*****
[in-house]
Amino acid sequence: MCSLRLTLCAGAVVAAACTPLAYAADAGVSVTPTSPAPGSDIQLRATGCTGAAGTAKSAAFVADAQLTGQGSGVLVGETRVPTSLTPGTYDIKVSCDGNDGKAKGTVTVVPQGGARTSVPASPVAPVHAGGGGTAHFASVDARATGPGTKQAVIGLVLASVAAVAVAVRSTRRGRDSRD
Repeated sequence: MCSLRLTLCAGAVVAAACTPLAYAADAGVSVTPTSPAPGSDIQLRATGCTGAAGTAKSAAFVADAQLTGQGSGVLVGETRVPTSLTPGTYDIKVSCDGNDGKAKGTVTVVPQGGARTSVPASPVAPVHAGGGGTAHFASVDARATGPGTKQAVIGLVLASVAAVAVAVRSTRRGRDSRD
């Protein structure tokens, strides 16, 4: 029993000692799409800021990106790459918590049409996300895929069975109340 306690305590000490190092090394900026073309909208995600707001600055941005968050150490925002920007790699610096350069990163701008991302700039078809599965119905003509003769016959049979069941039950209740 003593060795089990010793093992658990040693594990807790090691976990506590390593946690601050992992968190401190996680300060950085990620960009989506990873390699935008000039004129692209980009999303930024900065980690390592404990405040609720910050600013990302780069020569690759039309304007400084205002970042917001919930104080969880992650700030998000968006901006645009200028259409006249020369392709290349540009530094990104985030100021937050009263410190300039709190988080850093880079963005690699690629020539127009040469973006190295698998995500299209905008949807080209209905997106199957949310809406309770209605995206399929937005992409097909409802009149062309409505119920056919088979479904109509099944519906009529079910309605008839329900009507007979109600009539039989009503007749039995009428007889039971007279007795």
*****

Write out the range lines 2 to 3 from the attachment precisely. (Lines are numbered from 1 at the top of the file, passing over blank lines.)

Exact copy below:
Amino acid sequence: MCSLRLTLCAGAVVAAACTPLAYAADAGVSVTPTSPAPGSDIQLRATGCTGAAGTAKSAAFVADAQLTGQGSGVLVGETRVPTSLTPGTYDIKVSCDGNDGKAKGTVTVVPQGGARTSVPASPVAPVHAGGGGTAHFASVDARATGPGTKQAVIGLVLASVAAVAVAVRSTRRGRDSRD
Repeated sequence: MCSLRLTLCAGAVVAAACTPLAYAADAGVSVTPTSPAPGSDIQLRATGCTGAAGTAKSAAFVADAQLTGQGSGVLVGETRVPTSLTPGTYDIKVSCDGNDGKAKGTVTVVPQGGARTSVPASPVAPVHAGGGGTAHFASVDARATGPGTKQAVIGLVLASVAAVAVAVRSTRRGRDSRD